Have you ever thought about the meaning of the word “resolution”? According to dictionary.com it means the act of resolving or determining upon an action, course of action, method, procedure, etc. Personally, when I think of resolving I think of it as cutting off all other options.
The challenge is that rarely do people actually resolve and then cut off all other options when setting New Year’s Resolutions. According to Michael Hyatt, 25% of the people who set resolutions give up on them within the first week! Another 60% abandon their resolutions after six months.
How can you increase the chances of accomplishing your New Year’s Resolution? I want to give you three keys that have worked for me:
Less is more – Resist the urge to put a long list together. Pick one or two areas where you are committed to achieving your goals. It could be in the areas of finances, health, career, faith, personal growth, or any other area you choose.
Goals are achieved when they move from something you should do to something you MUST do. You can’t make everything a “must” but you can make one or two goals a “must”.
[bctt tweet=”Goals are achieved when they move from something you should do to something you MUST do.”]
Consider that the sun provides the earth with billions of kilowatts of energy, yet if you stand in it for an hour, the worst you will get is a little sunburn. On the other hand, a few watts of energy focused in one direction is all a laser beam needs to cut through diamonds.
Commit to one resolution this year and focus like a laser beam on making it a reality.
Answer Why – When creating change it is important to remember that if your reasons are big enough then the answers will come. You will be more likely to follow through when you have a strong reason for accomplishing a goal. My friend Les Brown says, “If knowledge were power we would all be skinny, rich and happy.” Unfortunately, it takes more than just knowing you need to do something to make it a reality.
Think of the people you know who, for years, have talked about the need to stop smoking, lose weight or start exercising. There is an overwhelming amount if information available to help in all these areas, yet they don’t take action and follow through. They resist resolving to change until that day when the doctor finally says either stop smoking or you are going to die in the near future. Suddenly this person has a reason that is strong enough to get them to follow through.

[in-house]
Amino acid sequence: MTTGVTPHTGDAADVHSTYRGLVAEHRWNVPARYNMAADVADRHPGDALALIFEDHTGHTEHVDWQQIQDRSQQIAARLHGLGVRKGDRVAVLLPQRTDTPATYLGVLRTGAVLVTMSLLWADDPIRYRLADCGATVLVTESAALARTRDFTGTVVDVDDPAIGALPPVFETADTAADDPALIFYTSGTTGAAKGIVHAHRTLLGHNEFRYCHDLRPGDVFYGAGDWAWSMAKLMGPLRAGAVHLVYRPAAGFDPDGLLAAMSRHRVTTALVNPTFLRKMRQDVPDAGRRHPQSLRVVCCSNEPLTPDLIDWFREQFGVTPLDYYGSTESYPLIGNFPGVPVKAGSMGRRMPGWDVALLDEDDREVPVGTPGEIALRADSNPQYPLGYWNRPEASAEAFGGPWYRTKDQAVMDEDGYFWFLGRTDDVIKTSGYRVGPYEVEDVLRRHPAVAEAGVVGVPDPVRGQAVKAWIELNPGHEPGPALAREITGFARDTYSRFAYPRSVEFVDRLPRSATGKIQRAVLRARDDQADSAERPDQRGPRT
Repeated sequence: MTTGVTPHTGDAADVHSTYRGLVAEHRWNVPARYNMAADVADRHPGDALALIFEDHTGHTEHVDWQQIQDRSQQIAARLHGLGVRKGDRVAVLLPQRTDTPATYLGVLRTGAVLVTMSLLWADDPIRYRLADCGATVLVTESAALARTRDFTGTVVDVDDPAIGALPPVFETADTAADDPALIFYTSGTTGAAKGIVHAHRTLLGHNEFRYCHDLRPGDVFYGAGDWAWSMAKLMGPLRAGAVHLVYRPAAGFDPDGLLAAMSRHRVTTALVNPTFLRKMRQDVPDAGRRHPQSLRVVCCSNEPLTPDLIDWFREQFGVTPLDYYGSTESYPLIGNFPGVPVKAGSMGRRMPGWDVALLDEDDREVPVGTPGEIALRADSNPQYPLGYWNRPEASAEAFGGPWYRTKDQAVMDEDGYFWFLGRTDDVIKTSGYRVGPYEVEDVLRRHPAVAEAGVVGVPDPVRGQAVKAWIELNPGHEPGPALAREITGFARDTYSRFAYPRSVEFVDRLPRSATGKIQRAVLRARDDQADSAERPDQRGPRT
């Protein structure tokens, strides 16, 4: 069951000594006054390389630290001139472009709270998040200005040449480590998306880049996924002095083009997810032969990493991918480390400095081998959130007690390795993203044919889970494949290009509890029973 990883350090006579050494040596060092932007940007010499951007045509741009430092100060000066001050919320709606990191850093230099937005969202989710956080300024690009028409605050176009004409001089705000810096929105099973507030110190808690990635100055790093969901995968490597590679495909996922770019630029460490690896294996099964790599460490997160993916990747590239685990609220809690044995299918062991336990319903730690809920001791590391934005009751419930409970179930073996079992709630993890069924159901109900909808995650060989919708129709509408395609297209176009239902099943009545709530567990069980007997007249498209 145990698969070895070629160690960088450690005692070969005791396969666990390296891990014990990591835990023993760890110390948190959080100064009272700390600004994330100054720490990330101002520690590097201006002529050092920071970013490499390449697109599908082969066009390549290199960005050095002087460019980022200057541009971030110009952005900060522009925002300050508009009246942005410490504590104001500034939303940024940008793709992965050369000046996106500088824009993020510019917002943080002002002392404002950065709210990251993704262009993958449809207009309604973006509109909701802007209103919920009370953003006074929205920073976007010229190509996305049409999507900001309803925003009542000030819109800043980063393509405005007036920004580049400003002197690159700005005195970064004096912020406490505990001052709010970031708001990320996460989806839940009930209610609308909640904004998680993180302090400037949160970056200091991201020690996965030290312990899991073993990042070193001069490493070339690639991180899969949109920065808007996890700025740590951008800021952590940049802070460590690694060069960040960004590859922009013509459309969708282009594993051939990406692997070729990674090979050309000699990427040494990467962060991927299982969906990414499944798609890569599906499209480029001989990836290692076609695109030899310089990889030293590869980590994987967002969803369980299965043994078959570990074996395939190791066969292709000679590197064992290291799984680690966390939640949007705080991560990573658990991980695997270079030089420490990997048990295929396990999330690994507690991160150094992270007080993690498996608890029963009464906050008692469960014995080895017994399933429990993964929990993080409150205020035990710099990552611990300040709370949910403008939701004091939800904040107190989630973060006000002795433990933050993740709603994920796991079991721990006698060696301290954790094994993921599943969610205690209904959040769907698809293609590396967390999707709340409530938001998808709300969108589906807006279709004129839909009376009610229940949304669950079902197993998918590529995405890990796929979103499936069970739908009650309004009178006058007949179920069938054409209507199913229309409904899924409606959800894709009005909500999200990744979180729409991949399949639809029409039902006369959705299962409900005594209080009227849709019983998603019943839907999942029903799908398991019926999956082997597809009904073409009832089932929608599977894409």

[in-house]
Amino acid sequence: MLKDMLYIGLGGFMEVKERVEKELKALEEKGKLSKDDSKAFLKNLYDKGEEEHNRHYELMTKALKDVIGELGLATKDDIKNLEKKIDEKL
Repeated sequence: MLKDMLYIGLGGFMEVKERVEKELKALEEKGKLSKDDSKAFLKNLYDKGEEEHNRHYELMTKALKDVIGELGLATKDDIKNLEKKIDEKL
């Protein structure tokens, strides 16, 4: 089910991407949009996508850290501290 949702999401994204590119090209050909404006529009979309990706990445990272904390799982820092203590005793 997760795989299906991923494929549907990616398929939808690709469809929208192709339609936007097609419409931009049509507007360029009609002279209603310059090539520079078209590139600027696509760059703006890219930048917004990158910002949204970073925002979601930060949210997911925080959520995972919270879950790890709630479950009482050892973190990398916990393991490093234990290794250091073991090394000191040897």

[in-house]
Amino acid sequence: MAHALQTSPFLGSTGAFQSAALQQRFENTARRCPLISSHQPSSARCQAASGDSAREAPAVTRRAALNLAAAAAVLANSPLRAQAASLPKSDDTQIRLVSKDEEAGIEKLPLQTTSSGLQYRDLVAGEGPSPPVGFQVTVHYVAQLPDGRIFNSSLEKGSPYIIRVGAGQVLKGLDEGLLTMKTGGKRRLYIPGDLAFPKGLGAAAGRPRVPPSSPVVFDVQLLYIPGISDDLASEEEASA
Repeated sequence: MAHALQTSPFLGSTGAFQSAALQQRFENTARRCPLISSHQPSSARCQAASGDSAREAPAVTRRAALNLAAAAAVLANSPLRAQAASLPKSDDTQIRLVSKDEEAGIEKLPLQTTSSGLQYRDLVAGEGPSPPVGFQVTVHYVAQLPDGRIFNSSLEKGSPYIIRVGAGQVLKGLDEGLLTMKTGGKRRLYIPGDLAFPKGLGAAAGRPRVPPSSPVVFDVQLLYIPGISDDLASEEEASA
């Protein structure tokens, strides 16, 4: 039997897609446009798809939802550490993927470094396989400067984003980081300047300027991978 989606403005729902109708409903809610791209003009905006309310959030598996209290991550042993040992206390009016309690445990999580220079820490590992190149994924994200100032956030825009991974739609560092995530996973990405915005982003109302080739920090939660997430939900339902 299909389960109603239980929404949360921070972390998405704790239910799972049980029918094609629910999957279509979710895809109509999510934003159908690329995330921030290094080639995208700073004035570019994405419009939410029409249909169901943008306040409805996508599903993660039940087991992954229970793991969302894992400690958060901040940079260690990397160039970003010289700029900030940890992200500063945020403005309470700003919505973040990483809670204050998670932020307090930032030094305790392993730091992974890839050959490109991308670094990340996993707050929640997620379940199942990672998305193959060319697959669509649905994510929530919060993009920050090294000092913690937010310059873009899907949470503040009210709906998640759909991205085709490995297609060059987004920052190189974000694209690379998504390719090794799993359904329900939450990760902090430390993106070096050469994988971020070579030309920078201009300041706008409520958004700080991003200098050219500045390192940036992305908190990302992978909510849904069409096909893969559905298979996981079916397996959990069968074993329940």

[bctt tweet=”It takes more than just knowing you need to do something to make it a reality.”]
I have found family and loved ones can be the most powerful motivators. Most people will do almost anything for their children. Take a minute and write down all the reasons why you must follow through on your resolution this year. Put some emotion behind it. Think of the impact it will have on the loved ones in your life. Do not be afraid to use both the pleasure you and your loved ones will experience when you accomplish this goal as well as the pain you and your loved ones will feel if you do not follow through. Many people will do more to avoid pain than they will to pursue pleasure. Use this power lever to help you follow through.
Create a Plan with Daily Activities – Create a plan with milestones in place that will help track your progress. These shorter term goals will help you determine if your daily activity plan is working.
Create intentional actions you can take every day to help you achieve your goal. If your goal is to lose 10 pounds this year you can accomplish this by tracking your weight every week, doing some type of exercise each day and managing your daily caloric intake. The key is to create simple steps that you can control that will lead to success in achieving your goal.
My resolution for 2016 is to make a massive shift in my health and fitness. To make that happen I have set a goal to run and finish a marathon. I have many reasons but the most inspiring for me is that I want to remain active with my adult children and grandchildren for many more years.
[bctt tweet=”Create intentional actions you can take every day to help you achieve your goal.”]
I have a daily plan and have a new Garmin watch that will track all the important statistics and most importantly track my progress. My daily activities include minutes of exercise and monitoring caloric intake.
Weekly I will be tracking number of miles run, running pace and average heart rate. I have monthly milestones for longest run and pace. If I follow my plan I am confident that I will be completing my very first marathon in October or November.
My plan does not guarantee results. However, for the last several years I have made a resolution to get in better shape. This year I have resolved!